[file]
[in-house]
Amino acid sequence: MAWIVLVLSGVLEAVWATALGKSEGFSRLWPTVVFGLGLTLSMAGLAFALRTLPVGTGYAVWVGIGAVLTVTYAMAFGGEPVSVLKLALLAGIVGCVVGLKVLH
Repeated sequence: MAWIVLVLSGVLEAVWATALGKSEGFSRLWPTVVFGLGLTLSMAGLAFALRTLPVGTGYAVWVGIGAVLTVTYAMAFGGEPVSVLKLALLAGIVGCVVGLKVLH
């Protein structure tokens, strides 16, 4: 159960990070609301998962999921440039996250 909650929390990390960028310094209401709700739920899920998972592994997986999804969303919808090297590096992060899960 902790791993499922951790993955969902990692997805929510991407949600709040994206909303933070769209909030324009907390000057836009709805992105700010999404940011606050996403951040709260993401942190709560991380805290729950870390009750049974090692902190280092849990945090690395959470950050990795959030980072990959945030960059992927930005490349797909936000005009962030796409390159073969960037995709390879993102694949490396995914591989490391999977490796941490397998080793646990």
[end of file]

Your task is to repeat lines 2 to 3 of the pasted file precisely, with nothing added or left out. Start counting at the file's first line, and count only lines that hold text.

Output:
Amino acid sequence: MAWIVLVLSGVLEAVWATALGKSEGFSRLWPTVVFGLGLTLSMAGLAFALRTLPVGTGYAVWVGIGAVLTVTYAMAFGGEPVSVLKLALLAGIVGCVVGLKVLH
Repeated sequence: MAWIVLVLSGVLEAVWATALGKSEGFSRLWPTVVFGLGLTLSMAGLAFALRTLPVGTGYAVWVGIGAVLTVTYAMAFGGEPVSVLKLALLAGIVGCVVGLKVLH